Thu September 1, 2011
The Razor's Edge
Sandy was in her mid-eighties when she died last May. She was a soft radiance of light in the time I knew her. She was elegance, even in infirmity; not a trait many can pull off authentically. She favored bright colors over the fashion-safe palette of mauves and dusty rose pinks. And she was unfailingly kind and patient, even with those she disagreed with. She could—as so many say and so many cannot do—”disagree without being disagreeable.” She was a world traveler who made a pleasant, cozy home in Etna, and filled it with art, music, books and many friends.
So when Sandy entered Hospice, it really was because she was on her final voyage. The thing about visiting someone in Hospice, is that you can’t ask them when they are going to get to go home. It’s “The Big Unsaid” that hangs over the conversation; it’s talked around but never directly at. Very hard to avoid the topic and yet, avoiding it is required.
When I visited Sandy in hospice, I stupidly brought her a living plant. Why that was stupid is because a living plant requires watering and care, things a person in hospice doesn’t need to worry about. A living plant is a long-term commitment, something most of us can justify because we don’t have “The Big Unsaid” looming over our every moment or action. Most of us who visit hospice the first fifty times cannot wrap our minds around the notion of limited time. I would go a step further and say that most of us live our lives like we have time to squander on thoughts and actions completely unrelated to “The Big Unsaid”—time is limitless. We are all a bunch of children at the core of things; children who luxuriate in the notion that there is plenty of time to do everything we want to do.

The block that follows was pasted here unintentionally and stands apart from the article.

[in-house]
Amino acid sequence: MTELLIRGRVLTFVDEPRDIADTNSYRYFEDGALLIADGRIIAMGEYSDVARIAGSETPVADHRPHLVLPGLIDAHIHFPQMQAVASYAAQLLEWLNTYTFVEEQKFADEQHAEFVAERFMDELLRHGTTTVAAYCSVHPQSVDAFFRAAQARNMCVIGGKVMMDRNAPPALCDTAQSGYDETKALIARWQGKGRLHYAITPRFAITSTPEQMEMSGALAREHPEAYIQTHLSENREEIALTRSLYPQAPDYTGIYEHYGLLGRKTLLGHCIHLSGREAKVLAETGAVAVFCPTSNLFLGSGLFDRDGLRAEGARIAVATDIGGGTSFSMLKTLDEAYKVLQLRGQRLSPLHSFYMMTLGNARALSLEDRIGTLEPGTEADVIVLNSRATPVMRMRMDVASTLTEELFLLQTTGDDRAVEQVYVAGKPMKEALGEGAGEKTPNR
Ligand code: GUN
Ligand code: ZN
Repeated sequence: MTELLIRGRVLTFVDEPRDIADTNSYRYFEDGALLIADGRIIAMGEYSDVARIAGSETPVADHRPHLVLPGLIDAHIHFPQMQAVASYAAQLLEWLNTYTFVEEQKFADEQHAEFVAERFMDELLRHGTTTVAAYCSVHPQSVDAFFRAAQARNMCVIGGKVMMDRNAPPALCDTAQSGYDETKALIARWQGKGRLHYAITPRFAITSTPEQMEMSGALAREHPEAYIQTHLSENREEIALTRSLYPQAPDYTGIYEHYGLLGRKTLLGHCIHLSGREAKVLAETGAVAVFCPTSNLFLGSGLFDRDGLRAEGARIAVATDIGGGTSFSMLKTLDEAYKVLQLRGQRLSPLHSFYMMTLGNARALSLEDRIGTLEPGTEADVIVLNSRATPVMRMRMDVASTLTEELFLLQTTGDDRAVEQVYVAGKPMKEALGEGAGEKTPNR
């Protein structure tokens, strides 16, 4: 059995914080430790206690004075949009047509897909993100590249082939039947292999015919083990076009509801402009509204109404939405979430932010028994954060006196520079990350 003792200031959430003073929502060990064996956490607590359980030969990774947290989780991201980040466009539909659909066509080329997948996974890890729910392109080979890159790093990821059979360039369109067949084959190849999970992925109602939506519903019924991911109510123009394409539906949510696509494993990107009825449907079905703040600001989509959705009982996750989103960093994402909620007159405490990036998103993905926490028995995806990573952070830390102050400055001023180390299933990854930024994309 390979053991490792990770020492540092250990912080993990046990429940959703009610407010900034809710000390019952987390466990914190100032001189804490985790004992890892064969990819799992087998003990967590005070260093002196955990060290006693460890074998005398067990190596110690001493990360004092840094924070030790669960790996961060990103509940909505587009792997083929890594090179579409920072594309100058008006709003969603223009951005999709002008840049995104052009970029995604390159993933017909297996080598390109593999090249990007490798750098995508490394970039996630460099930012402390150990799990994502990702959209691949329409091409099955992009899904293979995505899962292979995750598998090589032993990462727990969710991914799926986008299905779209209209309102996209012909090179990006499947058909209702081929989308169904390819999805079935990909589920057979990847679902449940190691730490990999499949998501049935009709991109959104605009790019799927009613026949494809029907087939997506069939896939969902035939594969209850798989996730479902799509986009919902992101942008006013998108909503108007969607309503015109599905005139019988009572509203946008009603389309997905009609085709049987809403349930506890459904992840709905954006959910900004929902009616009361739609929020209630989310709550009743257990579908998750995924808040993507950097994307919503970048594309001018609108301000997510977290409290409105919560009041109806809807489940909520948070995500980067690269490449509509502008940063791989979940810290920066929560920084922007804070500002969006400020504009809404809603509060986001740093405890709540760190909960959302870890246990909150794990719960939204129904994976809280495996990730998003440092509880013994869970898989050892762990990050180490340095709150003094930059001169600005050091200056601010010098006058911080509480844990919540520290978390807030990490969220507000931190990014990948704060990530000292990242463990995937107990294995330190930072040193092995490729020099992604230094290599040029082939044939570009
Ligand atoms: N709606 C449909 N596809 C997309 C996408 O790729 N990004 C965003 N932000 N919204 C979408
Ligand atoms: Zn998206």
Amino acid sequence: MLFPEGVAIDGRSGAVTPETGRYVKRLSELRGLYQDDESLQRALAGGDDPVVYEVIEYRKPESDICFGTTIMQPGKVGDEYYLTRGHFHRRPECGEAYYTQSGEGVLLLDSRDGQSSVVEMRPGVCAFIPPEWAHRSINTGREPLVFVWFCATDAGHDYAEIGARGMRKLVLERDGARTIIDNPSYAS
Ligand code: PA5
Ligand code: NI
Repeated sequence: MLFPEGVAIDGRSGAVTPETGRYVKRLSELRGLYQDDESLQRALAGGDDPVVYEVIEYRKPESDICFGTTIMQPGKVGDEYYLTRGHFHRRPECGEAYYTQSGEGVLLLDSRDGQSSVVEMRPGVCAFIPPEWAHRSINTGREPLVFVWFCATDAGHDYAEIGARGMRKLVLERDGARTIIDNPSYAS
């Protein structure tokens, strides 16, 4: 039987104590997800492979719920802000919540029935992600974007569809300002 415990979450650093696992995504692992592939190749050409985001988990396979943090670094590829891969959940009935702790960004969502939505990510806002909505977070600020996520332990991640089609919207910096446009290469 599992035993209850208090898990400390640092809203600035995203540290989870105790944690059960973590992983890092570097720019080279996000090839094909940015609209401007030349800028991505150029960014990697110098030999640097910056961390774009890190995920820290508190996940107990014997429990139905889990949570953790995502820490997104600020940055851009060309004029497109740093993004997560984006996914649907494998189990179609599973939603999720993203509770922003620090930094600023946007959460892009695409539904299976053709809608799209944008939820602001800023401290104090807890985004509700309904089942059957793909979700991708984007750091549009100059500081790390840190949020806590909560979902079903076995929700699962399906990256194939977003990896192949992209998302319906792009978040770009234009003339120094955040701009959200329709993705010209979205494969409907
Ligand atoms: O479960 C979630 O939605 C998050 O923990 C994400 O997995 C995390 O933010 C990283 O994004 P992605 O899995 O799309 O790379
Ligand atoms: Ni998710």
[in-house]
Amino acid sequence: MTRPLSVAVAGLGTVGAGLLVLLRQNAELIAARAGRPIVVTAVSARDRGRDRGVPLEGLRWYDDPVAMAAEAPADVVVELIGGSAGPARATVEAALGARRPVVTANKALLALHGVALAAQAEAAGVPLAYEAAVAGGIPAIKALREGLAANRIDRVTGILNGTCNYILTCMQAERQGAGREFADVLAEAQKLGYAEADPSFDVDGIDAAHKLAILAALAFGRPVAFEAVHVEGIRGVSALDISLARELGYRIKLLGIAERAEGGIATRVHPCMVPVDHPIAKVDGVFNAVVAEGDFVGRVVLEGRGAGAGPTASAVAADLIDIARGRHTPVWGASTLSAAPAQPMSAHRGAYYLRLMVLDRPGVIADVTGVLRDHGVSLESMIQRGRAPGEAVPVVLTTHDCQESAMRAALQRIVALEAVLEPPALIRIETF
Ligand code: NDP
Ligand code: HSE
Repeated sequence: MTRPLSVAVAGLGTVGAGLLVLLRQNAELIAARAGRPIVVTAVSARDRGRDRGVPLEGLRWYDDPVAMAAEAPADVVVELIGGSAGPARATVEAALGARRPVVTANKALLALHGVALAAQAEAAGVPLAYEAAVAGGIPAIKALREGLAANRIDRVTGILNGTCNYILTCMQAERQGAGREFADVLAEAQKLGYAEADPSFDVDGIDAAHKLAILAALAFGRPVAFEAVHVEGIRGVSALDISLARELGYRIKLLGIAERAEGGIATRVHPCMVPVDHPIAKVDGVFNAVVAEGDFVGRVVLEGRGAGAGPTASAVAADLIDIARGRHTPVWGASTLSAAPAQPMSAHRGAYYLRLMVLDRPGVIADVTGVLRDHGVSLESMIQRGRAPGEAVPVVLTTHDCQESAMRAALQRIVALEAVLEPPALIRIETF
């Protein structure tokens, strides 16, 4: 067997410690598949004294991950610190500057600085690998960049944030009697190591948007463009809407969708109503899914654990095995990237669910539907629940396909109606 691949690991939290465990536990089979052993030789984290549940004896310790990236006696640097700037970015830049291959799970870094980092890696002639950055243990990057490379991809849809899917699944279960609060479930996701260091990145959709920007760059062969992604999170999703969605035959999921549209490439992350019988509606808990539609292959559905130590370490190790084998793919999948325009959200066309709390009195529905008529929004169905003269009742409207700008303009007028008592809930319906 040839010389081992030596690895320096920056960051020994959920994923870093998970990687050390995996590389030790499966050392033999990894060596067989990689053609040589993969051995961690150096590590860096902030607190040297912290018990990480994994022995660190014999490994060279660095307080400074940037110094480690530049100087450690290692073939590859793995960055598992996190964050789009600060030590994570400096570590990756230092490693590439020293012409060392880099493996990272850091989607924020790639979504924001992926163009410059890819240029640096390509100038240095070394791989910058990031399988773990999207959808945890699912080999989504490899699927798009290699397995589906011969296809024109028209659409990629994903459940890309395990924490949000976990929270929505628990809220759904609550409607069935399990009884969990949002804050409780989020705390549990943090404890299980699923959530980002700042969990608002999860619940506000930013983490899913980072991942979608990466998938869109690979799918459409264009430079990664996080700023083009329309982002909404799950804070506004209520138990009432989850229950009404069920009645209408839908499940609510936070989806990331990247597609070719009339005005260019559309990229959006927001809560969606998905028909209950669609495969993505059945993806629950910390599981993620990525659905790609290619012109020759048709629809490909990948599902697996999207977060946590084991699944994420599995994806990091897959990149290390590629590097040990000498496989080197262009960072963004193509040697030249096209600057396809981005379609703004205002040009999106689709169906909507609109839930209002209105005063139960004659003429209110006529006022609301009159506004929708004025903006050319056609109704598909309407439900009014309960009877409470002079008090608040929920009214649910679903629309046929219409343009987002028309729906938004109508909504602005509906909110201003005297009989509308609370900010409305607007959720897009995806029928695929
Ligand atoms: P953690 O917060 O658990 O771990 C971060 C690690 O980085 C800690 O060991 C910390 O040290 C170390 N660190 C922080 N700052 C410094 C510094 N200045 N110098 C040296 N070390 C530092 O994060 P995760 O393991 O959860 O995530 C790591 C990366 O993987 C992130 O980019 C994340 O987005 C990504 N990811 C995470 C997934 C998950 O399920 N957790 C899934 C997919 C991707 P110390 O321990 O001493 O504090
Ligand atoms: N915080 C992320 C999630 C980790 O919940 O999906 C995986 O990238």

Sandy couldn’t see to read anymore, which had to be frustrating for someone who spent a great deal of her life reading. By her hospice bed was a copy of Somerset Maugham’s novel, The Razor’s Edge; as good a novel as one could ever find given her situation. I was grateful for the chance to read to her, as the conversation was getting a little forced—I’d already gone through the usual topics: food, family, community and didn’t want to venture into any areas that would make her sad or afraid.
Maugham published The Razor’s Edge in 1944. It’s the story of a guy named Larry Elliot who returns to America after WWI with what we would now call severe post-traumatic stress syndrome. Back then, they didn’t have a diagnosis or a label that might help explain Larry’s post-war behavior. Given his contacts and family connections, Larry could have reentered his privileged life but instead headed to Paris where he read, studied, and worked, before ultimately traveling to India to find God.
I read Sandy a chapter about a dinner party. The narrator (who is the author), tries to draw out a young woman who is really a flat-liner at the art of conversation. After a series of awkward conversational attempts, the author is ready to give up when the girl says something so insightful that the author is taken aback and is subsequently at a loss for words. It was a short interchange but one that knocked my socks off and when I looked over at Sandy and she was smiling and said something like, “that was good.” It was good and I was glad she had that book on her night stand, and glad that I got to read it aloud and glad that we were in such a warm and welcoming place enjoying it together.
Organizations like Hospice act as a bridge between those of us who assiduously avoid thinking about and/or discussing death and dying, and those who are actually personally going through that process. And thank God for Hospice and organizations like them. If it were up to me, I’d be bringing live plants and making plans for decades, never daring to deal with the truth of the situation. And I know I’m not alone in that penchant for avoiding reality...it is a common human trait to avoid the unpleasant. And what could be more unpleasant than facing the reality of one’s mortality?
One of the founders of the Hospice movement, Dr. Cicely Saunders observed, “We do not have to cure to heal.” I have to imagine when she said that a whole bunch of medical professionals breathed a big sigh of relief. In Hospice, “The Big Unsaid” is dealt with daily and in that dealing, it becomes demystified and, I have to think, way less scary. Communities with the good fortune and, more to the point, with the moral priority to fund and support hospice, gift their communities daily with a loving framework to practice healing right along with them.